Television engineers first worked out how to send pictures around the planet in the mid-60s, at a time when it involved rooms full of equipment and an orbiting satellite. Until recently, it changed in the details: resolution went up, costs down, and equipment became more portable. Only since the capability explosion of the public internet, though, did the fundamentals begin to change.
That process began perhaps a decade ago. Identifying a technological peak is always difficult, but the wealth of new ideas at IBC2023 makes now a good time for an update on the ways we move video from camera to facilities and then to viewers.
Backlight is particularly well-placed to take a view on the state of the industry, with divisions dealing with both the creative and infrastructure sides of production. Co-CEO Christian Livadiotti describes a world which perpetually demands a wider variety of media in a wider variety of situations. “What’s happened in the media industry at large is a lot of fragmentation of the eyeballs across platforms. I think that we are seeing some smart evolution. Years ago, it took a long time to iterate. You were betting on one growth opportunity, so you invest billions, and you have to make ten years out of it.”
The company’s Zype and Wildmoka systems have never been more relevant, as Livadiotti goes on. “With the solutions that we’re building, the front-end investment to address a growth opportunity is way lower. You can iterate more and create more growth as you’re doing it, pushing out linear channels that are automatically created based on a collection of VOD assets that are sitting idle. You push it out to the audience, and now it costs very little money. So you test it – is it working? You grow it… live sports, live news, whether that’s repurposing content or actually pushing it out into as many platforms as you want.”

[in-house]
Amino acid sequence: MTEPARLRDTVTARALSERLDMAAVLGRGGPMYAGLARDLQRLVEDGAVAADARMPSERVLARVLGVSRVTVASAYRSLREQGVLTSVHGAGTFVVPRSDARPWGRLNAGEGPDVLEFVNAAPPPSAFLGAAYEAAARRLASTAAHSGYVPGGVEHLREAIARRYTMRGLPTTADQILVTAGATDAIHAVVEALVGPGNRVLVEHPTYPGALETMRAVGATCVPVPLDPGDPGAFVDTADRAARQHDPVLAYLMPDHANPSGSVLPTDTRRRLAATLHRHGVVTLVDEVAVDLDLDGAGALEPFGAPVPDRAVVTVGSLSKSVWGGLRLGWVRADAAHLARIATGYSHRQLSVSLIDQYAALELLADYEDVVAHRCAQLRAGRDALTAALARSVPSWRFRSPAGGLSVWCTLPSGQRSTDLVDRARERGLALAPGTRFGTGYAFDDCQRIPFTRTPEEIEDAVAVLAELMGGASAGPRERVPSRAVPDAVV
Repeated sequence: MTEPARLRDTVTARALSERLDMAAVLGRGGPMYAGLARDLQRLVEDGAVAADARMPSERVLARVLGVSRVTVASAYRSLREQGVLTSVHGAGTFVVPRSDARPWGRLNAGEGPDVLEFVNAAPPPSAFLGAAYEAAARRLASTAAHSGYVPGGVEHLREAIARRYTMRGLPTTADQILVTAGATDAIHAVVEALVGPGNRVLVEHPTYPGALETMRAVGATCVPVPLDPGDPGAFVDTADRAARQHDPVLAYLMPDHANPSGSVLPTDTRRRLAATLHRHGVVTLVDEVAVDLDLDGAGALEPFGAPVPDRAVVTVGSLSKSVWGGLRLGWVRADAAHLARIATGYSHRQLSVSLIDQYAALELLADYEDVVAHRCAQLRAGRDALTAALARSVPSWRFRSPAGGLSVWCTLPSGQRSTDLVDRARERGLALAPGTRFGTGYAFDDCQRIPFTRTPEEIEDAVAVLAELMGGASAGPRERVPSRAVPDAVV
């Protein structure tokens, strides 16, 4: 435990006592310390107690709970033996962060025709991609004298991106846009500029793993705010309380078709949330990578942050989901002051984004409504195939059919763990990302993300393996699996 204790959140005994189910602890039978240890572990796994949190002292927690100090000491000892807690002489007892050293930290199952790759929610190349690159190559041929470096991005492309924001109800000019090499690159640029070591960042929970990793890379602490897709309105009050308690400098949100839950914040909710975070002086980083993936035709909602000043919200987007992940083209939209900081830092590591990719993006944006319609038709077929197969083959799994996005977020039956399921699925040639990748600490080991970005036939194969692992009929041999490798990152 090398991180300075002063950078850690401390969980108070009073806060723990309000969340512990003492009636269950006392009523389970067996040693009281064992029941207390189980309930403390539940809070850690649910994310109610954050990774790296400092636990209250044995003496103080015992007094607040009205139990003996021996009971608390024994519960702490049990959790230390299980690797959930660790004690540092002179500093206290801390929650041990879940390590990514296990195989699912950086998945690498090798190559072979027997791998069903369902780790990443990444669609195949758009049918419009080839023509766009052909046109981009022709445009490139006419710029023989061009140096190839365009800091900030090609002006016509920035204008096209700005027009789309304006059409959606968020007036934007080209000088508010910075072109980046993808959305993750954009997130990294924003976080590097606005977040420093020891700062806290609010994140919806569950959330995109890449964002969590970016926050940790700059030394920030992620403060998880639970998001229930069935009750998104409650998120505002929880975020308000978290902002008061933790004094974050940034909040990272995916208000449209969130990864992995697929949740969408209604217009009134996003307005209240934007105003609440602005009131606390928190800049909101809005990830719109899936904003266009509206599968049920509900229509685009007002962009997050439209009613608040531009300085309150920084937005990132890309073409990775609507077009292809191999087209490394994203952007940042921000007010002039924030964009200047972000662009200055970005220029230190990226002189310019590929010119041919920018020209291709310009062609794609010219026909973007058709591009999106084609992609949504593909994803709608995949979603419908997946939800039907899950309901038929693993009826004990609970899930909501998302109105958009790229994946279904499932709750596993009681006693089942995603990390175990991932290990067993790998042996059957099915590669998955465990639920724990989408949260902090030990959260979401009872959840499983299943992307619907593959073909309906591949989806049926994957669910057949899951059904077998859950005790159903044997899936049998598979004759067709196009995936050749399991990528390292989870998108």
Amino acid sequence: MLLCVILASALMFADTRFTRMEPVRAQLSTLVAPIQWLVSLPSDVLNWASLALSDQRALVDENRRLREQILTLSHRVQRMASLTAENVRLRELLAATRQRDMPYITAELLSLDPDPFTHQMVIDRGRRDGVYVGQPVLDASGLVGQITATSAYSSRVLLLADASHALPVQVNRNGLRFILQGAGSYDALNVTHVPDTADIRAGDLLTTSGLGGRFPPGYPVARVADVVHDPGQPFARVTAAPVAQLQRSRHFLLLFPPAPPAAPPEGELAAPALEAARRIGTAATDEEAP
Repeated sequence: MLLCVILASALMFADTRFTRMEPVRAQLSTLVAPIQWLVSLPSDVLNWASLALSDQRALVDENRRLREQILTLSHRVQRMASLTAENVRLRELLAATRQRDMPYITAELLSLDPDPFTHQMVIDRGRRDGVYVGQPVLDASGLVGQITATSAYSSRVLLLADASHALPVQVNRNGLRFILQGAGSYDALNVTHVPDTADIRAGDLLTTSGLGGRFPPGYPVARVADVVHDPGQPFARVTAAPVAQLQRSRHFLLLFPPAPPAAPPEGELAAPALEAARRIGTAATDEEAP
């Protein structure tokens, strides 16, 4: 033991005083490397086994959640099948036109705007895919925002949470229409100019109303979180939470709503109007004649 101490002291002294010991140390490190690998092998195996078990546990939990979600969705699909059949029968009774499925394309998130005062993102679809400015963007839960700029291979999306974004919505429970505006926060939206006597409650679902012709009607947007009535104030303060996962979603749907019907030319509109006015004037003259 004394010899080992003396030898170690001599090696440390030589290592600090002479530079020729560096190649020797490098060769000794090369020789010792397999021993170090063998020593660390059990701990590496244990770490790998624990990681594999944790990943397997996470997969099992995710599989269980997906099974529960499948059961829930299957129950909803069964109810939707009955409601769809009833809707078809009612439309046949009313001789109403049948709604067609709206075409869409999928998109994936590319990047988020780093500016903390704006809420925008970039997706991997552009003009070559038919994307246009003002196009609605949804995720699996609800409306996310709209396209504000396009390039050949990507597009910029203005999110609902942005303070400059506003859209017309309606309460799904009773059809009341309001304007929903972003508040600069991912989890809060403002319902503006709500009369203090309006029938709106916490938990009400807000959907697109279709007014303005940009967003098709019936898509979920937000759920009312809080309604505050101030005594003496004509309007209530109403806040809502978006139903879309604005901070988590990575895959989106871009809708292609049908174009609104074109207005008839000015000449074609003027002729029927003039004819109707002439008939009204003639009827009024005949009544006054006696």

With viewers hungry for content, the challenge is in repackaging material to suit, and doing that at scale has been an early success story for artificial intelligence. Meghna Krishna is Chief Revenue Officer at Magnifi, and describes the company’s new Digital Highlights Pro application as doing exactly that. “We work with some of the largest clients in India, the US, the UK and now we’re slowly expanding to Latin America, South East Asia and Africa. You’ve got some very large audiences in that part of the world. You might think that it’s only required by large broadcasters, but, for example, we work with a client in South Africa that does youth leagues and these leagues were not broadcast, they were not anywhere online.”
The result, Krishna goes on, was a collaboration between broadcaster and league that could never have happened without the company’s technology. “Now these kids can become celebrities, they can become influencers, because we can publish highlights for them. They can get scouted to play in the future. So there are multiple use cases. In terms of the future we are developing similar technologies for entertainment and for news. There’s huge potential once you’ve developed the code.”
Making that sort of concept into a business reality, though, relies not only on a system such as Magnifi’s to prepare the material; it requires distribution technologies that could not exist as part of a conventional broadcast chain. Pebble CEO Peter Mayhead has watched those changes occur. “What the likes of Netflix have done is taken advantage of the fact that there’s no longer a requirement for proprietary distribution capability, what we used to call broadcasting. If you wanted to have a channel, you had to have a licence, and you had to have an infrastructure and a facility to be able to broadcast to the audience. As streaming came along, they woke up one day and said, “we can get to a viewer audience without needing to invest into satellites, into cable.”